Where Comedy is King

A wise-cracking Vietnamese boat person in electric dreadlocks, a stand-up granny with a taste for trash and a doctor who is hopelessly addicted to laughter are some of the characters who make Melbourne a most funny place

By Ron Gluckman / Melbourne

A LANKY VIETNAMESE MAN IN BLACK TUXEDO and tennis shoes struts to the microphone. His hair is a hive of zigzag dreadlocks. He bills himself as the world's only boat-person comic.

"We left Vietnam in a hurry because the commies were coming," he tells the audience. "So we packed our bags and fed the dog to Granny."

Tasteless? Sure, but Hung Le, a classically trained violinist, gets away with it because in his adopted homeland, Australia, he's well known for using humor to overcome the bitter memories of a desperate past.

The escape from Vietnam on an overcrowded barge in which people died every day was "kind of like Gilligan's Island," Le quips. And the refugee camp in Guam? "Like Club Med with barbed wire."

A few minutes later, another comedian, Greg Fleet, bounds into the spotlight to recall how he once backpacked through Asia, got robbed in Bangkok and wound up working with refugees on the Thai-Burmese border. "The thing about refugee camps," he observes, "is that they are always filled with writers and intellectuals. How come you never get any master chefs?"

Meanwhile, backstage, Linda Haggar is warming up for an equally bizarre performance. She describes herself as "Australia's only stand-up granny."

If this all sounds like a fast trip to the funny farm, that is just about what it is. All these antics and more are on tap at the hugely popular Melbourne International Comedy Festival.

Last year, a record 1.5 million people attended the festival's 1,200 performances. This year, capacity crowds are again expected to attend shows running April 1 to April 21, as the madcap comics take to the streets, overflowing into neighborhood theaters, onto any stage. The entire city is swept up in the giddy mood, and quips flow from cabbies, club workers, even cops.

"Melbourne has always nurtured comedy, nobody knows exactly why," says Susan Provan, general manager of the festival that celebrates its 10th anniversary this year. "Why Melbourne? That's like saying, why are there cafes in Paris? Things just evolve."

And evolve they have. Considered boring by many, Australia's second-largest city has always found itself the butt of jokes. When Hollywood star Ava Gardner arrived there to film Neville Shute's On the Beach in the late 1950s, she described it as the perfect place to make a movie about the end of the world.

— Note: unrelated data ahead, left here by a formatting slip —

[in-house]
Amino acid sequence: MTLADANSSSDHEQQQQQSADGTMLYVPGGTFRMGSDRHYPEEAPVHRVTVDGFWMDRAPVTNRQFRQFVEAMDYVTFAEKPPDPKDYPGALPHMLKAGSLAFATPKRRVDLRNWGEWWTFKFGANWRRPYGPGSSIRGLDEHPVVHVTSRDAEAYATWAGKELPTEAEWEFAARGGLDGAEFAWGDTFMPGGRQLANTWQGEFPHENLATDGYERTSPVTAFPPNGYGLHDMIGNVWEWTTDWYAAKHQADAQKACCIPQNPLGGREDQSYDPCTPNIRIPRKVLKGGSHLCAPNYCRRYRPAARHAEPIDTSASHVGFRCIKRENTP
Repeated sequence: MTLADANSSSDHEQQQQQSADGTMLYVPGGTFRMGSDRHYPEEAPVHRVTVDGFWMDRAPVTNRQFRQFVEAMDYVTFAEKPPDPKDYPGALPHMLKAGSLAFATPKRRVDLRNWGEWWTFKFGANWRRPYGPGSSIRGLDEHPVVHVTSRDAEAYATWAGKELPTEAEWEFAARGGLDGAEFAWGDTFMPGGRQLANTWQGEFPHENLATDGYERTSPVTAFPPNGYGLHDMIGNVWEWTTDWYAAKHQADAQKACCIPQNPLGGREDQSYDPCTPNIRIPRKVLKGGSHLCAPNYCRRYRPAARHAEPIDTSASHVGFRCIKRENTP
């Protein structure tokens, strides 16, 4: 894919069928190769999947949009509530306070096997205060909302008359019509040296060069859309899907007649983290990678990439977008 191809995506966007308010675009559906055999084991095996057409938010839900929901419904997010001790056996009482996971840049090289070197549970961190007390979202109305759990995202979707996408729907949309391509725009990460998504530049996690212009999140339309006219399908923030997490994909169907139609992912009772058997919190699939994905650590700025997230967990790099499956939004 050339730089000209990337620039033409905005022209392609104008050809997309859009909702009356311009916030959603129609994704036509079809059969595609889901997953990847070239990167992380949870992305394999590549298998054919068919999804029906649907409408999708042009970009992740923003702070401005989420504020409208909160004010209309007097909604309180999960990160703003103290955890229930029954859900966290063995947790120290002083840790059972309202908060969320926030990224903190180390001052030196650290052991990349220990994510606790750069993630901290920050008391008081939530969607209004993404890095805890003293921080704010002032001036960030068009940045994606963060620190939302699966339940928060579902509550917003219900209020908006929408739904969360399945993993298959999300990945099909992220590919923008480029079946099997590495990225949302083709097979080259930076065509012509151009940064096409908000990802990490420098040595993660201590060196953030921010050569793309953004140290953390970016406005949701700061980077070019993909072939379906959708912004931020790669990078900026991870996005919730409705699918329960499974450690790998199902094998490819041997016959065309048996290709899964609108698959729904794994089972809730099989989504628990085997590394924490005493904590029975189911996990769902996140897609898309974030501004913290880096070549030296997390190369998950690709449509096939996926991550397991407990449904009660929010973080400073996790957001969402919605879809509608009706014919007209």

No longer. As part of an increasingly sophisticated nightlife and cultural scene, Melbourne today hosts one of the world's major comedy festivals. In the process it has also demonstrated that the comedy business is no laughing matter. The box-office take alone reached $1.8 million last year, while the festival draws thousands of tourists.

Millions more watch the performances on television, including a nationally broadcast comedy debate that produces no winners or losers, but does offer a jackpot of laughter. The festival has also boosted the careers of a flock of funnymen, including some of Australia's most successful comics, like perennial crowd-pleaser Anthony Morgan.

"All the best have come through this festival," boasts Trevor Hoare, pony-tailed manager of Esplanade Comedy, one of the city's principal comedy venues. "It's making Melbourne the world capital of comedy."

Hoare says the comedy business has expanded during the mid-1990s, with new clubs opening and television offering wider exposure for rising comics. "Comedy is really happening right now," he enthuses. "Everybody wants to get in on the show."

That includes Dr. Dave, a genuine physician who takes a break from healing patients to indulge his humor habit; he's performed about 20 shows in the last few years. "I pretty much bombed," he admits one night at the Espy, as the Esplanade is affectionately known. "But still, I'm glad I did it, and I'll try again."